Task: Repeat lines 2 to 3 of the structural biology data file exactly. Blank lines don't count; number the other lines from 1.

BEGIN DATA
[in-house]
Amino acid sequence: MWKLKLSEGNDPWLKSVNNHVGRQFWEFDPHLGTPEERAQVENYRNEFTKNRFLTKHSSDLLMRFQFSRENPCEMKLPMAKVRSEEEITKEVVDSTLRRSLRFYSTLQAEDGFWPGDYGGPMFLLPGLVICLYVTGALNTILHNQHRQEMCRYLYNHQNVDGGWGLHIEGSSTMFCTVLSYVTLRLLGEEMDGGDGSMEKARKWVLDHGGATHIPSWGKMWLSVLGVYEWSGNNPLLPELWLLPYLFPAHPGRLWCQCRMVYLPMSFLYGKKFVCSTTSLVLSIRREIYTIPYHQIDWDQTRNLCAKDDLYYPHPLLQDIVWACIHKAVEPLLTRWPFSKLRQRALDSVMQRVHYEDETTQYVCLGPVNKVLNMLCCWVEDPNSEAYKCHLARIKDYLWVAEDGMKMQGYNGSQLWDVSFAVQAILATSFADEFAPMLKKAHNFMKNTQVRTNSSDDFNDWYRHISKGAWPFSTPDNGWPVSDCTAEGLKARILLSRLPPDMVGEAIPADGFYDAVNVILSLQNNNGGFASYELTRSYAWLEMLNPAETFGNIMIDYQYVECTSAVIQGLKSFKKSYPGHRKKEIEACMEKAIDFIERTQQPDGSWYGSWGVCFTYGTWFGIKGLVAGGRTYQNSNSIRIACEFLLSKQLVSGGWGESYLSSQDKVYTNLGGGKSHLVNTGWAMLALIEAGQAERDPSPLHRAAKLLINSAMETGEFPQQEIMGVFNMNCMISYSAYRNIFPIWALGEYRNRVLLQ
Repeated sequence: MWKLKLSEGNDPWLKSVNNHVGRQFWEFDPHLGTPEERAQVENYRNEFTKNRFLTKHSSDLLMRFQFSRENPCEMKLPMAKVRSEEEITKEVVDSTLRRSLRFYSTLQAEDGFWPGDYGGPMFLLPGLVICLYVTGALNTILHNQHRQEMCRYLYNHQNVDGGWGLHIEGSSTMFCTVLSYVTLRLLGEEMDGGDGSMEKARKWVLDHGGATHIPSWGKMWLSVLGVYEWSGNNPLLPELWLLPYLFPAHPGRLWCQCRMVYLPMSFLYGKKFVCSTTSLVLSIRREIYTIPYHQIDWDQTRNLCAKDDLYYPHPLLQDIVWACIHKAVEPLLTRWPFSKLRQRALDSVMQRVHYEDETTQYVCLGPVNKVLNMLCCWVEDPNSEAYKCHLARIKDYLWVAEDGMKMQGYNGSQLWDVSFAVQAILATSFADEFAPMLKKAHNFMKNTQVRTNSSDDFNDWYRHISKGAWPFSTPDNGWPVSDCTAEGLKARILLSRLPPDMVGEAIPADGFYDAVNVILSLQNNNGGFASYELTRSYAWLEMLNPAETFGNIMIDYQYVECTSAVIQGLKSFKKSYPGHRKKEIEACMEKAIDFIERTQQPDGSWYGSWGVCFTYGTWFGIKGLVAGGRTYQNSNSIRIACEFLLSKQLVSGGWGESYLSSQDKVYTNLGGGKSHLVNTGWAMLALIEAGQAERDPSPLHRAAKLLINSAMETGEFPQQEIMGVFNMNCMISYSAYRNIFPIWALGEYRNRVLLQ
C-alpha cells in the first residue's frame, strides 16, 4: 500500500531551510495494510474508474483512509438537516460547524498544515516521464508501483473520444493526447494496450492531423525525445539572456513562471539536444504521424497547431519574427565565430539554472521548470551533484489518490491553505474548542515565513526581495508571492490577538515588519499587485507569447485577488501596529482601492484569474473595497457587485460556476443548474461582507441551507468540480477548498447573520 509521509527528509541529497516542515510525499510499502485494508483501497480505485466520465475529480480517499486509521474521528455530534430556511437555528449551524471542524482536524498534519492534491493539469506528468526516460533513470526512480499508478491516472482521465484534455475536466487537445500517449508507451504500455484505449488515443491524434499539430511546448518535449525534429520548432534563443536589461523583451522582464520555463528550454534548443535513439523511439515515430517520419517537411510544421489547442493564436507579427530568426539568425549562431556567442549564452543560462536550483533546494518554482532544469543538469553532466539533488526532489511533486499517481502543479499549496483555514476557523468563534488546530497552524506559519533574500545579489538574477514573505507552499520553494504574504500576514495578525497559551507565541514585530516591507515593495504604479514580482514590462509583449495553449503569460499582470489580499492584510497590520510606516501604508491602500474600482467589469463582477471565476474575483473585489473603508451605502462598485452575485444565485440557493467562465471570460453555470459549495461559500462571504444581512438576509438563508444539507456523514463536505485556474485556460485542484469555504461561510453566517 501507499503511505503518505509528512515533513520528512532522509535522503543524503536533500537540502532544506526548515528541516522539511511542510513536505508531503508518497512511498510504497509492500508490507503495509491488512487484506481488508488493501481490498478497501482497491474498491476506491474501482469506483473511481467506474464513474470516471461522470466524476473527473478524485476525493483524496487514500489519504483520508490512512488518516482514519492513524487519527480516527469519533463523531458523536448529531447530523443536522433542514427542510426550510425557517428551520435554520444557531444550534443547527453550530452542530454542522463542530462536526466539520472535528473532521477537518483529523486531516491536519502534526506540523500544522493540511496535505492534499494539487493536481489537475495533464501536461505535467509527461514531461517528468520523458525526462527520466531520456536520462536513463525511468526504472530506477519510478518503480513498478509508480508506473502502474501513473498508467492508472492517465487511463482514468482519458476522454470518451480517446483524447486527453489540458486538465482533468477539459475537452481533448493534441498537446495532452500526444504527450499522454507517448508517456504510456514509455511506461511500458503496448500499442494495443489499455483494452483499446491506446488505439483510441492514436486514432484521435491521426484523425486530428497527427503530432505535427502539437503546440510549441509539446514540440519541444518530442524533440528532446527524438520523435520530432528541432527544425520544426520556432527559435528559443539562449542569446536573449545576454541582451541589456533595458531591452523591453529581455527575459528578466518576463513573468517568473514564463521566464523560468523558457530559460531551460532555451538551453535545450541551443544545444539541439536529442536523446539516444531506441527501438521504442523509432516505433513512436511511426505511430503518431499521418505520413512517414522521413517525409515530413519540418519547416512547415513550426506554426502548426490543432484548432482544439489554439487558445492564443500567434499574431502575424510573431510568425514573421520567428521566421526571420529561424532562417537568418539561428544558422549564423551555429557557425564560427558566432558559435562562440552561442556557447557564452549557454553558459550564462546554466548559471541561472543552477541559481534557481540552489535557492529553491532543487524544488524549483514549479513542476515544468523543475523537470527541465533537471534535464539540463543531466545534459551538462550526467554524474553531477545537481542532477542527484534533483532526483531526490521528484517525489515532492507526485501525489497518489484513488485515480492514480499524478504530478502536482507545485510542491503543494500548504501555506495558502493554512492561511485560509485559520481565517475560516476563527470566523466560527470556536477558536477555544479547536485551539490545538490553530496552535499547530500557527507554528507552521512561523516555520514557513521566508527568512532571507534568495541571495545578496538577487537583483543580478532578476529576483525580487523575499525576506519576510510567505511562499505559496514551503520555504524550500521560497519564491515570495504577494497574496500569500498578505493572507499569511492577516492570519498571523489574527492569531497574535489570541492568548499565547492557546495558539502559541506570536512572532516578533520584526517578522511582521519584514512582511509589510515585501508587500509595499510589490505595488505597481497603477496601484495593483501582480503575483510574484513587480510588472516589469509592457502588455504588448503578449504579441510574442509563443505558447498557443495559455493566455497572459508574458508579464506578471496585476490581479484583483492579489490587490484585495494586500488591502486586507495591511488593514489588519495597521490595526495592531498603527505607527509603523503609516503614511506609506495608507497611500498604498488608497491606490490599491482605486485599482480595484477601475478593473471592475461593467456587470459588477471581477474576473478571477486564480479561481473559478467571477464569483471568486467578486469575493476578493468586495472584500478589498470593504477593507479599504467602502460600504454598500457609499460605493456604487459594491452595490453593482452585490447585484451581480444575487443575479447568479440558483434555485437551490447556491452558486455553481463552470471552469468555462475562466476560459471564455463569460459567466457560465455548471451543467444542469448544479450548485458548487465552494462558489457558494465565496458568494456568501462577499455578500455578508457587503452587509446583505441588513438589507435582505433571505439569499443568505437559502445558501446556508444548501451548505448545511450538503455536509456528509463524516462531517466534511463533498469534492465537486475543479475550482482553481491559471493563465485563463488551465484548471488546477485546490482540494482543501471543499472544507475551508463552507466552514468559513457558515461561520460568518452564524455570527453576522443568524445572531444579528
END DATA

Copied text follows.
Amino acid sequence: MWKLKLSEGNDPWLKSVNNHVGRQFWEFDPHLGTPEERAQVENYRNEFTKNRFLTKHSSDLLMRFQFSRENPCEMKLPMAKVRSEEEITKEVVDSTLRRSLRFYSTLQAEDGFWPGDYGGPMFLLPGLVICLYVTGALNTILHNQHRQEMCRYLYNHQNVDGGWGLHIEGSSTMFCTVLSYVTLRLLGEEMDGGDGSMEKARKWVLDHGGATHIPSWGKMWLSVLGVYEWSGNNPLLPELWLLPYLFPAHPGRLWCQCRMVYLPMSFLYGKKFVCSTTSLVLSIRREIYTIPYHQIDWDQTRNLCAKDDLYYPHPLLQDIVWACIHKAVEPLLTRWPFSKLRQRALDSVMQRVHYEDETTQYVCLGPVNKVLNMLCCWVEDPNSEAYKCHLARIKDYLWVAEDGMKMQGYNGSQLWDVSFAVQAILATSFADEFAPMLKKAHNFMKNTQVRTNSSDDFNDWYRHISKGAWPFSTPDNGWPVSDCTAEGLKARILLSRLPPDMVGEAIPADGFYDAVNVILSLQNNNGGFASYELTRSYAWLEMLNPAETFGNIMIDYQYVECTSAVIQGLKSFKKSYPGHRKKEIEACMEKAIDFIERTQQPDGSWYGSWGVCFTYGTWFGIKGLVAGGRTYQNSNSIRIACEFLLSKQLVSGGWGESYLSSQDKVYTNLGGGKSHLVNTGWAMLALIEAGQAERDPSPLHRAAKLLINSAMETGEFPQQEIMGVFNMNCMISYSAYRNIFPIWALGEYRNRVLLQ
Repeated sequence: MWKLKLSEGNDPWLKSVNNHVGRQFWEFDPHLGTPEERAQVENYRNEFTKNRFLTKHSSDLLMRFQFSRENPCEMKLPMAKVRSEEEITKEVVDSTLRRSLRFYSTLQAEDGFWPGDYGGPMFLLPGLVICLYVTGALNTILHNQHRQEMCRYLYNHQNVDGGWGLHIEGSSTMFCTVLSYVTLRLLGEEMDGGDGSMEKARKWVLDHGGATHIPSWGKMWLSVLGVYEWSGNNPLLPELWLLPYLFPAHPGRLWCQCRMVYLPMSFLYGKKFVCSTTSLVLSIRREIYTIPYHQIDWDQTRNLCAKDDLYYPHPLLQDIVWACIHKAVEPLLTRWPFSKLRQRALDSVMQRVHYEDETTQYVCLGPVNKVLNMLCCWVEDPNSEAYKCHLARIKDYLWVAEDGMKMQGYNGSQLWDVSFAVQAILATSFADEFAPMLKKAHNFMKNTQVRTNSSDDFNDWYRHISKGAWPFSTPDNGWPVSDCTAEGLKARILLSRLPPDMVGEAIPADGFYDAVNVILSLQNNNGGFASYELTRSYAWLEMLNPAETFGNIMIDYQYVECTSAVIQGLKSFKKSYPGHRKKEIEACMEKAIDFIERTQQPDGSWYGSWGVCFTYGTWFGIKGLVAGGRTYQNSNSIRIACEFLLSKQLVSGGWGESYLSSQDKVYTNLGGGKSHLVNTGWAMLALIEAGQAERDPSPLHRAAKLLINSAMETGEFPQQEIMGVFNMNCMISYSAYRNIFPIWALGEYRNRVLLQ